Last week I wrote about some of the main things I’ve gotten used to in Thailand. Here is what I have not gotten used to.
I still hate it, so I guess that means I really haven’t grown accustomed to it even though I’ve learned to live with it so there’s also an argument I have gotten used to it. Either way, I’m very happy knowing my close-of-service date (late February or March, 2013) will be just before the worst of the hot season begins. During the hot season, I can’t comfortably be in my house later than 9 a.m. There are ants everywhere. I drink water like a fish to stay hydrated. The only question the Thais seem to ask is, “Is it hot?”
The temperature doesn’t cool in the evening like in the Midwest. At least on a hot Wisconsin day, you can count on a cool evening and night – not here. The temperature drops, but not nearly as much as in the states. There isn’t much refuge in the night. As I write this, I’m very envious of my friends in Minnesota and Wisconsin as autumn approaches. I can’t wait to wear a shirt in my house and long sleeves, socks and jeans outside.
I’ve written about this before. Farang, meaning foreigner, is not a derogatory reference from the Thais, but coming from a country that frowns upon stereotyping any race or culture, I despise it. We were warned in training we’d be hearing a lot of this. It’s mostly from children who see my white skin, point and obnoxiously shout “farang!” I tolerate it the best I can with the kids, but when the adults strike, I tend to strike back. I point back and say, “kon Thai” (Thai person), but they never see the sarcasm. This is not a sarcastic culture.
This is also a culture that wasn’t taught by its mothers that it’s impolite to stare. I know this because the mothers stare at me as much as the men and children. I don’t mind when they look and smile or say hello. It’s insulting when they look as if I’m a monkey on a bicycle or a lunar eclipse and show no reaction when I stare back and say hello. This doesn’t happen anymore in my village or nearby, but still happens every time I venture out or into a small city.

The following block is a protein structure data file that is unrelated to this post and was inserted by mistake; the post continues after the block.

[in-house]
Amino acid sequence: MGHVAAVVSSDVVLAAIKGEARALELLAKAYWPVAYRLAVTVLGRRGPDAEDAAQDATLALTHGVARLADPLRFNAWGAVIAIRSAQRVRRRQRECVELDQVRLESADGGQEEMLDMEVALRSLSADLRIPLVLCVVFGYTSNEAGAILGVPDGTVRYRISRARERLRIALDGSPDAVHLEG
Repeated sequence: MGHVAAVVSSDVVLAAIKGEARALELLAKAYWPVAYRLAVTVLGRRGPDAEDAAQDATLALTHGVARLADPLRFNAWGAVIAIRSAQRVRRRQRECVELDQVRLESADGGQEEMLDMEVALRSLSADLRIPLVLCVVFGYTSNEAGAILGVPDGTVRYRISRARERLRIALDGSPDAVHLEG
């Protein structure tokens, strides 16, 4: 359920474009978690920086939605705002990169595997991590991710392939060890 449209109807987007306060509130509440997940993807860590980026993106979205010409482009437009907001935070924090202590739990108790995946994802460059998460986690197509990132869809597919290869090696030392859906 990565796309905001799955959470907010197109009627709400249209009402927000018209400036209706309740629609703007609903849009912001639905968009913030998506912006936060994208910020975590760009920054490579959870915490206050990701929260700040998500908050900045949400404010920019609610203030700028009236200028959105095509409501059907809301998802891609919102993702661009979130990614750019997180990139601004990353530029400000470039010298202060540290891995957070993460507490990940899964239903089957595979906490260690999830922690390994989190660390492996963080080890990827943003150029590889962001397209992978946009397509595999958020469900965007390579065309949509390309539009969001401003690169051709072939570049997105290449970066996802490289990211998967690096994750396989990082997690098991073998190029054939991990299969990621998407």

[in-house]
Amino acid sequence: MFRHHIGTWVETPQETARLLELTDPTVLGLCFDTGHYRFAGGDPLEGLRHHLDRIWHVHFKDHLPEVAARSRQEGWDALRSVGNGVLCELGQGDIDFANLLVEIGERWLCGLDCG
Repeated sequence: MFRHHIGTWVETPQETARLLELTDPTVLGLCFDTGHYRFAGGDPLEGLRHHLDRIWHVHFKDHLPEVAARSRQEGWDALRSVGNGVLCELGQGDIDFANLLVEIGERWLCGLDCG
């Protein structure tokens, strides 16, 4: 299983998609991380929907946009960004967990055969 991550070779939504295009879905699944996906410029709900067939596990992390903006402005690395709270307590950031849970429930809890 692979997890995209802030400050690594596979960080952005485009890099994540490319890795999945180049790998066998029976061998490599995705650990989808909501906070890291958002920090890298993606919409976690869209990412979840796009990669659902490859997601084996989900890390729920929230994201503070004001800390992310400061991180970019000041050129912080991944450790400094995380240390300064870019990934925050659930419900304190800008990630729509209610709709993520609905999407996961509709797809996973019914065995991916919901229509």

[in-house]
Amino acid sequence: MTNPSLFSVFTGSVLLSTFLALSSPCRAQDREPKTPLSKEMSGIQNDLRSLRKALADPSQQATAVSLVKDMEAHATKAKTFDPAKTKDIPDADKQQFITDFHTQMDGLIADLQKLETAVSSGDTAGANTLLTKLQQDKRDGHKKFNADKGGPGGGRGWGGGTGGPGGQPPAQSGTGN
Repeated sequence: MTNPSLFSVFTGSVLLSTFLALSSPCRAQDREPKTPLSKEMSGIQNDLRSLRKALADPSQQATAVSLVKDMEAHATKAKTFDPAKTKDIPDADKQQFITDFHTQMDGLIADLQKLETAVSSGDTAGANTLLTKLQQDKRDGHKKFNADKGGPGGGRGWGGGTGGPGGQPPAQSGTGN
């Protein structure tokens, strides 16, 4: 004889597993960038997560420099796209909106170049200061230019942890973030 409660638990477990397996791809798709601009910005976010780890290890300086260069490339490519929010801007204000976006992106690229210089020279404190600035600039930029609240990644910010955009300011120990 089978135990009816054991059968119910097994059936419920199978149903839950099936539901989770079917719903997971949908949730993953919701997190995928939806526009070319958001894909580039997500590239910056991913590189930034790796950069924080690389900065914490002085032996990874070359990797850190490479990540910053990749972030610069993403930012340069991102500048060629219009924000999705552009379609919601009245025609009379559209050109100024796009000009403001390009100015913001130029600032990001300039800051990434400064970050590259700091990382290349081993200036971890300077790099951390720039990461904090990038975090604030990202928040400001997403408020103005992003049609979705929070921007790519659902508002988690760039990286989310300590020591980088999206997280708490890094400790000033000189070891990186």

“Where you go?”
I can’t go anywhere without being asked where I’m going. “Bpai nai!” they scream. Sometimes I tell them, sometimes I mutter, “none of your business,” to myself. At times they think it’s cute to use English and yell, “Where you go?!” To all the Thais who find out I know Thai, but don’t realize I’m not fluent and speak to me quickly expecting me to understand every word, I like to reply, “Technically, you should be saying ‘Where are you going’ because then you’re using proper conjunctions as well as the correct tense.”
Thailand, you don’t need to constantly know of my whereabouts.
I thought Southeast Asia was going to be quiet. I’ve been told by friends that Laos is. I’m telling you, Thailand isn’t. I feel as if I’m surrounded by frat boys. The voices, the ring tones, the advertising trucks, the funerals, the car stereos, the drunks, the dogs, the roosters, the eating, the muffler-less vehicles, the rain on the tin roof, the in-bus movie or music … if it’s not one it’s another. Thais not only like noise, but they’re very tolerable to it.
This was going to be another two-paragraph section to this blog, but it ended up being an entirely new blog. Stay tuned.